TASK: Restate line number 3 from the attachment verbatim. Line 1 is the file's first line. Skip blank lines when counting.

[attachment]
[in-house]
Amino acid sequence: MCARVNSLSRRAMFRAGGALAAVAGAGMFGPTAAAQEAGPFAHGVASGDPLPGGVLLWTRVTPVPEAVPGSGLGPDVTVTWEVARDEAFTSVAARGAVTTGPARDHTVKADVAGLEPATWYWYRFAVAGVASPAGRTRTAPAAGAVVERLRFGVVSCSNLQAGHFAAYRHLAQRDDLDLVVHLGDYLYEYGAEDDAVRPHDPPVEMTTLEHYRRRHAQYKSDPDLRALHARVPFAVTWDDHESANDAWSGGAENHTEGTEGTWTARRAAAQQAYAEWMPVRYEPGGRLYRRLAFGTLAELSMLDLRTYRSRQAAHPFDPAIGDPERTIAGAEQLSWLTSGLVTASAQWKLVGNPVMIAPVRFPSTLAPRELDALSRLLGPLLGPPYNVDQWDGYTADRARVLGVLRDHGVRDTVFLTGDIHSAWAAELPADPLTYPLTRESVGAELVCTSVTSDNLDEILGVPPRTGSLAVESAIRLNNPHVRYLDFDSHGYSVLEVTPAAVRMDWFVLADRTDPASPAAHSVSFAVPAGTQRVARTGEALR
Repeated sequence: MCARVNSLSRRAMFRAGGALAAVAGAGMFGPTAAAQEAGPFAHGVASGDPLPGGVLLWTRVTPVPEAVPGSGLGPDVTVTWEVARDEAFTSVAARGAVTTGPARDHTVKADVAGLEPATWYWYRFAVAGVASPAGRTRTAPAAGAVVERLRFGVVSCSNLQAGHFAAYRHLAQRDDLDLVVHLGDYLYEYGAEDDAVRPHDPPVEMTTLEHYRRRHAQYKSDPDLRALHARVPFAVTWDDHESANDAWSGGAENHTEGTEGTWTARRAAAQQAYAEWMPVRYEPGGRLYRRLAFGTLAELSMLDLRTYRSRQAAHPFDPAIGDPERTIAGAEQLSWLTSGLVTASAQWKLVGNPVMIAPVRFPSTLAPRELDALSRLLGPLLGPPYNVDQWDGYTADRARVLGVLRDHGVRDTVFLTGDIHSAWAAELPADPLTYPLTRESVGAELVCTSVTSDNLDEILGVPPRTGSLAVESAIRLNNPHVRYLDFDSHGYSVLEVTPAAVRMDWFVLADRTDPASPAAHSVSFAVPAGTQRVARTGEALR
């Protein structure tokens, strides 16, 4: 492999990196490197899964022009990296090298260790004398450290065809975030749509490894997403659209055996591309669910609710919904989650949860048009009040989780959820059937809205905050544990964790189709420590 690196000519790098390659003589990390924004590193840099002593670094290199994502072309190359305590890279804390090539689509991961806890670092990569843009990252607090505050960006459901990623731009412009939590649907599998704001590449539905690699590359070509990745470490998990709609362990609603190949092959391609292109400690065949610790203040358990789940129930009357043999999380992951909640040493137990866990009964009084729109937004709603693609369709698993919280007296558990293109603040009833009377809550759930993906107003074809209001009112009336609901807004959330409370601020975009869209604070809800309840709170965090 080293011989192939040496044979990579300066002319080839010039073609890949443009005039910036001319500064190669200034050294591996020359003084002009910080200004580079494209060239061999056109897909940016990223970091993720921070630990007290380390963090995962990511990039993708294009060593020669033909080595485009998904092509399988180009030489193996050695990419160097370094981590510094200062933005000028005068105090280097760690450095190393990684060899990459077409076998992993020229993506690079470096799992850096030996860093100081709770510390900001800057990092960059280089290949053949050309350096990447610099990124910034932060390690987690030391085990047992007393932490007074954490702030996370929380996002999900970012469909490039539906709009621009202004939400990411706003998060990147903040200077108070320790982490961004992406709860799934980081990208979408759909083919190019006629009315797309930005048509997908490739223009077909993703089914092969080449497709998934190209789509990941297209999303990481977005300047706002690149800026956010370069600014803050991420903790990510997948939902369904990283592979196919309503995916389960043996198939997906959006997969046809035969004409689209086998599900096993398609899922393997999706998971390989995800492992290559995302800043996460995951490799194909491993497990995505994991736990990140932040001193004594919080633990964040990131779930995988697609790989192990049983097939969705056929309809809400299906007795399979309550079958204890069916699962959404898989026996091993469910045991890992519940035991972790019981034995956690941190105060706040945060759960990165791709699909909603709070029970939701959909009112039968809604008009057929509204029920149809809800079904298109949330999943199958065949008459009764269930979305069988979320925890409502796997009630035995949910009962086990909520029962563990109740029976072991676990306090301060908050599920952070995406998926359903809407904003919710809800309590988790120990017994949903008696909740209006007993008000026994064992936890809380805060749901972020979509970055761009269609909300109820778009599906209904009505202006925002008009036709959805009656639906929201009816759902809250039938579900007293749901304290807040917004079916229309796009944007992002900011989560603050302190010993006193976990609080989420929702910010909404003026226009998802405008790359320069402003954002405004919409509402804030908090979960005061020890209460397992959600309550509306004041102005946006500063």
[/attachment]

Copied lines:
Repeated sequence: MCARVNSLSRRAMFRAGGALAAVAGAGMFGPTAAAQEAGPFAHGVASGDPLPGGVLLWTRVTPVPEAVPGSGLGPDVTVTWEVARDEAFTSVAARGAVTTGPARDHTVKADVAGLEPATWYWYRFAVAGVASPAGRTRTAPAAGAVVERLRFGVVSCSNLQAGHFAAYRHLAQRDDLDLVVHLGDYLYEYGAEDDAVRPHDPPVEMTTLEHYRRRHAQYKSDPDLRALHARVPFAVTWDDHESANDAWSGGAENHTEGTEGTWTARRAAAQQAYAEWMPVRYEPGGRLYRRLAFGTLAELSMLDLRTYRSRQAAHPFDPAIGDPERTIAGAEQLSWLTSGLVTASAQWKLVGNPVMIAPVRFPSTLAPRELDALSRLLGPLLGPPYNVDQWDGYTADRARVLGVLRDHGVRDTVFLTGDIHSAWAAELPADPLTYPLTRESVGAELVCTSVTSDNLDEILGVPPRTGSLAVESAIRLNNPHVRYLDFDSHGYSVLEVTPAAVRMDWFVLADRTDPASPAAHSVSFAVPAGTQRVARTGEALR